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James Pethel
by [?]

I was shocked this morning when I saw in my newspaper a paragraph announcing his sudden death. I do not say that the shock was very disagreeable. One reads a newspaper for the sake of news. Had I never met James Pethel, belike I should never have heard of him: and my knowledge of his death, coincident with my knowledge that he had existed, would have meant nothing at all to me. If you learn suddenly that one of your friends is dead, you are wholly distressed. If the death is that of a mere acquaintance whom you have recently seen, you are disconcerted, pricked is your sense of mortality; but you do find great solace in telling other people that you met “the poor fellow” only the other day, and that he was “so full of life and spirits,” and that you remember he said–whatever you may remember of his sayings. If the death is that of a mere acquaintance whom you have not seen for years, you are touched so lightly as to find solace enough in even such faded reminiscence as is yours to offer. Seven years have passed since the day when last I saw James Pethel, and that day was the morrow of my first meeting with him.

I had formed the habit of spending August in Dieppe. The place was then less overrun by trippers than it is now. Some pleasant English people shared it with some pleasant French people. We used rather to resent the race-week–the third week of the month–as an intrusion on our privacy. We sneered as we read in the Paris edition of “The New York Herald” the names of the intruders, though by some of these we were secretly impressed. We disliked the nightly crush in the baccarat-room of the casino, and the croupiers’ obvious excitement at the high play. I made a point of avoiding that room during that week, for the special reason that the sight of serious, habitual gamblers has always filled me with a depression bordering on disgust. Most of the men, by some subtle stress of their ruling passion, have grown so monstrously fat, and most of the women so harrowingly thin. The rest of the women seem to be marked out for apoplexy, and the rest of the men to be wasting away. One feels that anything thrown at them would be either embedded or shattered, and looks vainly among them for one person furnished with a normal amount of flesh. Monsters they are, all of them, to the eye, though I believe that many of them have excellent moral qualities in private life; but just as in an American town one goes sooner or later–goes against one’s finer judgment, but somehow goes–into the dime-museum, so year by year, in Dieppe’s race-week, there would be always one evening when I drifted into the baccarat-room. It was on such an evening that I first saw the man whose memory I here celebrate. My gaze was held by him for the very reason that he would have passed unnoticed elsewhere. He was conspicuous not in virtue of the mere fact that he was taking the bank at the principal table, but because there was nothing at all odd about him.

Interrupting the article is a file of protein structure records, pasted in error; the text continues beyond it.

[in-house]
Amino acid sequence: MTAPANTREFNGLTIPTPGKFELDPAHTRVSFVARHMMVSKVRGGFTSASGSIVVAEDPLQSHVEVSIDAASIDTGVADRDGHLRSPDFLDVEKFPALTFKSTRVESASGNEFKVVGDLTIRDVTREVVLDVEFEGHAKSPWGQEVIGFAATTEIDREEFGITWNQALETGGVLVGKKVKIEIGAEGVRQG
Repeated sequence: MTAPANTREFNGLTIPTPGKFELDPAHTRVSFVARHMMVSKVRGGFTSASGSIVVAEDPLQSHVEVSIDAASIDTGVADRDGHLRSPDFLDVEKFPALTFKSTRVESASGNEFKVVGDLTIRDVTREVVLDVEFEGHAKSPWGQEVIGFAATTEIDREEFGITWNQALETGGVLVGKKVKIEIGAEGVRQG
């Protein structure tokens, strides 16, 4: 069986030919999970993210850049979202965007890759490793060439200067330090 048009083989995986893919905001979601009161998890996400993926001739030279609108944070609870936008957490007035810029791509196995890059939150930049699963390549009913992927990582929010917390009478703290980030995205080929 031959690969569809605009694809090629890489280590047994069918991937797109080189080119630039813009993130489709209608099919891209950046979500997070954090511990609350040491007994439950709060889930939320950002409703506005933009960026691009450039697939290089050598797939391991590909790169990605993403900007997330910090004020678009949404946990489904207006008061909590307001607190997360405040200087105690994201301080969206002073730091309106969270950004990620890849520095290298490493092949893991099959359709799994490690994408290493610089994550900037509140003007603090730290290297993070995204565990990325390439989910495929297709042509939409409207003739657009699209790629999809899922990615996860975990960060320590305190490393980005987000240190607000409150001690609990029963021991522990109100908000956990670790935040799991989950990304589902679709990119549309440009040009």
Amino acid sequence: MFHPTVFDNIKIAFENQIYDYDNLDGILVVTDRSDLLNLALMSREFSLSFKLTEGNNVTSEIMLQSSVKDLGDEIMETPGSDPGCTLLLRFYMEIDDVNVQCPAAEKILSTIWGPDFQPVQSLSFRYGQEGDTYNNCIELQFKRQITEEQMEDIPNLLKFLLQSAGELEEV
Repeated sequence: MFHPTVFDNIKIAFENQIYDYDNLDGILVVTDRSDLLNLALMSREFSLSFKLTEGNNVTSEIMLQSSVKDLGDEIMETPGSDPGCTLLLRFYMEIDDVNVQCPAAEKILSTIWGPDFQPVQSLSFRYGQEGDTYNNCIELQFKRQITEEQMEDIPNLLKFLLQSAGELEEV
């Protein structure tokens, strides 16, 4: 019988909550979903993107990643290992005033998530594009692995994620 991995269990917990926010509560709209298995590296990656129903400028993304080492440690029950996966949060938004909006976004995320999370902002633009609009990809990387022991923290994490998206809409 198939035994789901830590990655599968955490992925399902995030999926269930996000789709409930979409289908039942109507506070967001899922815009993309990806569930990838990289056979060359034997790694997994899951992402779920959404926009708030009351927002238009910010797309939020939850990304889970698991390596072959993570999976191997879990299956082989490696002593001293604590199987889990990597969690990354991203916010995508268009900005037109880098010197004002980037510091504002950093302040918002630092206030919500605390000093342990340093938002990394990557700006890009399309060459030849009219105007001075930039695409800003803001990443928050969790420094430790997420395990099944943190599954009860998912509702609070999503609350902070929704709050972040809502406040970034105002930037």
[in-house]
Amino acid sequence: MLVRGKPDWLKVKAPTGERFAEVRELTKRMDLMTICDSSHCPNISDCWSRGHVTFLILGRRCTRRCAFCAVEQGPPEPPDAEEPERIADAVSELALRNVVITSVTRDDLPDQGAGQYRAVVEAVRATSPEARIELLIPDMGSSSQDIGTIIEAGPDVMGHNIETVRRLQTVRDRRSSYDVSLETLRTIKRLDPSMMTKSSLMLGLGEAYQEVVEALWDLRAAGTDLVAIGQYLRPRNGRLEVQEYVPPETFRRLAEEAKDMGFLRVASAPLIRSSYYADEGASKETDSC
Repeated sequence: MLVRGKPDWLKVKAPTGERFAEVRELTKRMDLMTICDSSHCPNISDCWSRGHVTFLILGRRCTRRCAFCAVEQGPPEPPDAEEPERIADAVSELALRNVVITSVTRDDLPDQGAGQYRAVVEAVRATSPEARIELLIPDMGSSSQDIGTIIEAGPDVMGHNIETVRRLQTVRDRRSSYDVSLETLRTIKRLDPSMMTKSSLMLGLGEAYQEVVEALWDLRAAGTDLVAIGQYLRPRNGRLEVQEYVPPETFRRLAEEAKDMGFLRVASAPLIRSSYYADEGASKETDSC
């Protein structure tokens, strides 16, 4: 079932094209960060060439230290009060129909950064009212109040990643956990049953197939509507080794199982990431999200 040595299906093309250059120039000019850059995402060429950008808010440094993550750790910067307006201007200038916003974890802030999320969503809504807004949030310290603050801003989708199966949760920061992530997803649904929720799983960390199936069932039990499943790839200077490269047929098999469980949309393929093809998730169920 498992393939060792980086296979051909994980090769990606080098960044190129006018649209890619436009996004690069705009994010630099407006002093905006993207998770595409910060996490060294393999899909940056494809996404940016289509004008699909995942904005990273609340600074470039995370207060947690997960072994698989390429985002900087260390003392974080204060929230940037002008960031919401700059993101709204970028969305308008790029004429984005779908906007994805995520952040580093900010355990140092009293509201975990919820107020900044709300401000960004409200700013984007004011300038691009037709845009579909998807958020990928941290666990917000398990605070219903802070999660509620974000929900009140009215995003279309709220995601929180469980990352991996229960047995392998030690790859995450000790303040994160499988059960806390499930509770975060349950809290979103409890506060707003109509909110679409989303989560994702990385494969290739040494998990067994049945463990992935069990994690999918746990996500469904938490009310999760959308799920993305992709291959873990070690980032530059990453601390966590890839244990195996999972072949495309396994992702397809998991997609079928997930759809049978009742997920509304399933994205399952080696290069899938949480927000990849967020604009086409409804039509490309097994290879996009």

He alone, among his fellow-players, looked as if he were not to die before the year was out. Of him alone I said to myself that he was destined to die normally at a ripe old age. Next day, certainly, I would not have made this prediction, would not have “given” him the seven years that were still in store for him, nor the comparatively normal death that has been his. But now, as I stood opposite to him, behind the croupier, I was refreshed by my sense of his wholesome durability. Everything about him, except the amount of money he had been winning, seemed moderate. Just as he was neither fat nor thin, so had his face neither that extreme pallor nor that extreme redness which belongs to the faces of seasoned gamblers: it was just a clear pink. And his eyes had neither the unnatural brightness nor the unnatural dullness of the eyes about him: they were ordinarily clear eyes, of an ordinary gray. His very age was moderate: a putative thirty-six, not more. (“Not less,” I would have said in those days.) He assumed no air of nonchalance. He did not deal out the cards as though they bored him, but he had no look of grim concentration. I noticed that the removal of his cigar from his mouth made never the least difference to his face, for he kept his lips pursed out as steadily as ever when he was not smoking. And this constant pursing of his lips seemed to denote just a pensive interest.